Flood Re scheme

Flood Re is a flood re-insurance scheme delivering a new era of more affordable insurance for householders who live in a flood risk area.
The scheme is a ‘world-first’ flood re-insurance that enables insurers to offer competitive premiums and lower excesses to high flood risk homes across the UK.


The launch of the scheme follows years of preparation, from appointing a Board, testing IT systems and on-boarding insurers to securing £2.1 billion in reinsurance cover.

Flood Re has received regulatory authorisation from the Prudential Regulatory Authority (PRA) and Financial Conduct Authority (FCA) and is forecasted to help an estimated 350,000 households at risk of flooding in the UK.

Full information
FloodRe Scheme

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Flood Re scheme FAQs

In the face of the rising flood risk, we have estimated that 350,000 flood risk UK households would struggle to obtain affordably priced flood insurance without a scheme like Flood Re.

The Government and others agreed with us that the Flood Insurance Statement of Principles established in 2000 had become unsustainable and that a new approach was needed to help households at risk of flood obtain affordable flood insurance.

The Statement was only ever intended to be a temporary measure and restricted customer choice as insurers only had commitments to their existing customers, and new insurers could decide to whom they offered flood insurance.

Insurance companies are  able to pass on the flood risk element of eligible home insurance policies to Flood Re. Flood Re charges the insurers a premium for each policy, based on the property’s Council Tax band. It is estimated that insurers will pass on the flood risk element of buildings, contents or combined home insurance policies for around 350,000 households.

Flood Re makes no difference to the way customers themselves buy their home insurance. All claims continue to be handled by the insurance companies themselves, and insurers continue to set the premiums they charge to their customers, taking into account the Flood Re premium and other important factors (such as the risks of fire, theft, subsidence and other costs).  As a result of the Flood Re scheme, there is now greater choice of home insurance policies for customers at risk of flooding and those policies should be more affordable.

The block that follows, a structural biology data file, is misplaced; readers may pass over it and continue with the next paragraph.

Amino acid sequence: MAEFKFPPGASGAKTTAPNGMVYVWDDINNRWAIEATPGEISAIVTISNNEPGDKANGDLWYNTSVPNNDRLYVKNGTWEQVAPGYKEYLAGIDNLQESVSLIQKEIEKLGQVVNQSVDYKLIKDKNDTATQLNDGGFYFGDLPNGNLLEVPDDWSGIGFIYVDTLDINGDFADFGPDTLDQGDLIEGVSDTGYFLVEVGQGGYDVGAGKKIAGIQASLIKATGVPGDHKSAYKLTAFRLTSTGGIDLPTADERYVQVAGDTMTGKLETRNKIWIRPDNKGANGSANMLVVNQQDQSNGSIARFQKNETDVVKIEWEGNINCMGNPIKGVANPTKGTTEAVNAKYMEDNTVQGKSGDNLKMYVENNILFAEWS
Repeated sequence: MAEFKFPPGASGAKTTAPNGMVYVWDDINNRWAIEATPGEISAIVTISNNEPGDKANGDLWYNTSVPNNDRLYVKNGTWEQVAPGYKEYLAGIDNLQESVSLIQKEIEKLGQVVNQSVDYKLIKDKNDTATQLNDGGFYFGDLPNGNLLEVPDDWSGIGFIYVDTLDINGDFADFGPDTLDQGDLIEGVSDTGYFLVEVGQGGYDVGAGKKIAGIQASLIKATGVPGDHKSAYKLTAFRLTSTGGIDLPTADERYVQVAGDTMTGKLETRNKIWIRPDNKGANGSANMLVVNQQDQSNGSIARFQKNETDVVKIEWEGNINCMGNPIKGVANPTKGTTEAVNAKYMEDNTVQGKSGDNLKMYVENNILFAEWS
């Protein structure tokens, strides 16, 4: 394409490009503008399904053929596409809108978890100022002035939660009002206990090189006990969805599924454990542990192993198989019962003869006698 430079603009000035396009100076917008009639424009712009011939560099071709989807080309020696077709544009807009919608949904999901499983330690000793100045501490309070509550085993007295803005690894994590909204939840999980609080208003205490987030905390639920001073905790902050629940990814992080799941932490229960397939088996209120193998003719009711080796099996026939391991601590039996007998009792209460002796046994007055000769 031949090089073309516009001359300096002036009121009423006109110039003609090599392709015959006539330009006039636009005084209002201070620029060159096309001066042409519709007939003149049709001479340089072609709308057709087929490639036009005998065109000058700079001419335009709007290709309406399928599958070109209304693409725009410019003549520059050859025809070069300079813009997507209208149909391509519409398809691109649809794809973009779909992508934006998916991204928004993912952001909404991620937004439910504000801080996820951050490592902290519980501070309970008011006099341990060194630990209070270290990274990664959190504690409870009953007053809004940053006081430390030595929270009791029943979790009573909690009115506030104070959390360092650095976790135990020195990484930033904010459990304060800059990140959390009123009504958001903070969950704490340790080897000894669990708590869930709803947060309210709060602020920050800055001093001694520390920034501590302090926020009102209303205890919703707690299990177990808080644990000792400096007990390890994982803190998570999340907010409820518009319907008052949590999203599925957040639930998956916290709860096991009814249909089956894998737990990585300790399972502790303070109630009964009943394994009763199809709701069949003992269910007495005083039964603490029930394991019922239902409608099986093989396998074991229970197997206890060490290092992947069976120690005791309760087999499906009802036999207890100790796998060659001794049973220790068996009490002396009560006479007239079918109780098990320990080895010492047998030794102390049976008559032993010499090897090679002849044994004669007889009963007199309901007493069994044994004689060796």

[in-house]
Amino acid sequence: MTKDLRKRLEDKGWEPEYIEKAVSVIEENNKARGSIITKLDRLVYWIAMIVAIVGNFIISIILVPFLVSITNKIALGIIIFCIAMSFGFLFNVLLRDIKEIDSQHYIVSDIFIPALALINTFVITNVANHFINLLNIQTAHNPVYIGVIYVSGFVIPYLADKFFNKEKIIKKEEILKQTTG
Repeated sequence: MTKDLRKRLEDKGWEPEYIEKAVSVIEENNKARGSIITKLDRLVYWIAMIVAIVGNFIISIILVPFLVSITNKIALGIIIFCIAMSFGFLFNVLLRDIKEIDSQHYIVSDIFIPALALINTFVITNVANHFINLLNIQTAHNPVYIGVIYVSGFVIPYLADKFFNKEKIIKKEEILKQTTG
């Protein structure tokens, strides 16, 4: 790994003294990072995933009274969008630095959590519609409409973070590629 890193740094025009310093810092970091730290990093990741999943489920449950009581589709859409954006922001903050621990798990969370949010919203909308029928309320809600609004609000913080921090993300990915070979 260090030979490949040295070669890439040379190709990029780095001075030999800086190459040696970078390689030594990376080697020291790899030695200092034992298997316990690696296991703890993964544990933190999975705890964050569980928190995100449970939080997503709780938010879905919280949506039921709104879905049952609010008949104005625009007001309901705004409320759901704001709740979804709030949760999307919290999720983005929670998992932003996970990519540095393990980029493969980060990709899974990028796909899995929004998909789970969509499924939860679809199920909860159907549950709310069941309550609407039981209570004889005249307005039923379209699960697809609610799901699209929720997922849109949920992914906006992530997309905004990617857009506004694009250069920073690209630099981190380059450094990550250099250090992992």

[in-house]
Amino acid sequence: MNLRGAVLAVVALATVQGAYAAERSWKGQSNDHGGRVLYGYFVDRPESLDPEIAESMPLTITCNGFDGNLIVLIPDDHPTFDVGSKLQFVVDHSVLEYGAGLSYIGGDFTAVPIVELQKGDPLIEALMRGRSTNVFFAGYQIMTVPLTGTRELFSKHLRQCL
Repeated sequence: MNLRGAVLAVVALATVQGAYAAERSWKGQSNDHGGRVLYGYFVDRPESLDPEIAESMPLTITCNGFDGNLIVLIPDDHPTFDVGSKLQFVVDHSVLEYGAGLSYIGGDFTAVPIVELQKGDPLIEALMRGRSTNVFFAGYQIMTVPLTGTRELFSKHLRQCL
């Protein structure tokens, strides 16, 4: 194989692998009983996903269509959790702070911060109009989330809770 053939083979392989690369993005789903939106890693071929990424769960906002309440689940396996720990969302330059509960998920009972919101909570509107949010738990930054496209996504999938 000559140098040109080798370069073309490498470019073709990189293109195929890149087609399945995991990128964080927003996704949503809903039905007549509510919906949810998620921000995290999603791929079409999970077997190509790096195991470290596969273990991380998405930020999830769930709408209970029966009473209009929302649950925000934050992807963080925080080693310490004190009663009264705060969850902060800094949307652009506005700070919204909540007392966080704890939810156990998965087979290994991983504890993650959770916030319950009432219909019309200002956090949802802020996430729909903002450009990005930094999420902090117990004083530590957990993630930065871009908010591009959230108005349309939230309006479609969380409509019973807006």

Part of the Flood Re scheme includes providing information to people about how to increase their understanding of their level of flood risk and where they can find information about taking action to reduce their risk, where possible. Flood Re will only operate for 25 years, allowing time for the Government, local authorities, insurers and communities to become better prepared for flooding. This could mean, for example, making use of effective land planning, sustainable drainage, sustainable development and effective flood risk management.

When Flood Re ends, it is anticipated that there will be a system for home insurance prices that will be based more accurately on the kind of flood risks each household actually faces (known as ‘risk reflective pricing’). There is, therefore, an incentive for homeowners, local authorities and the government to take action to try and mitigate the effects of flooding.

Those people who pay higher premiums as a result of their home having flooded can expect their home insurance to become more affordable.  This is due to a combination of insurers being able to pass the flood risk to Flood Re, and the policyholder now being able to shop around in a more competitive market that may have been closed to them previously.

Flood Re does not set prices for home insurance, but gives insurers the opportunity of passing to it the flood risk element of a home insurance policy (buildings and contents) at a premium that is capped, depending on the Council Tax band of the property. It is up to an insurer to decide whether they wish to pass the flood risk element of the cover to Flood Re.

Flood Re charges insurers a fixed premium for flood risks passed to it, based on a property’s Council Tax band.  In addition, Flood Re charges an insurer an excess of only £250 per policy. To cover the shortfall between the estimated cost of flood damage and the new, lower premiums and excesses, insurers pay Flood Re a combined total levy of £180m per year.

Insurers remain responsible for pricing and deciding how best to pass on the benefits of lower premiums and excesses charged by Flood Re to customers. For further information on the funding structure click here

FloodRe scheme

Flood Re through Castle

If a customer needs to make a claim, they should contact Castle directly. Flood Re works behind the scenes with the insurance company, to reimburse them for any payments they make to their customers. This means there is no need for homeowners to contact Flood Re directly.

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We provide efficient and reliable solutions to enable you to deliver tailored household insurance solutions for your customers. This can be either with full delegated authority or via our own online system.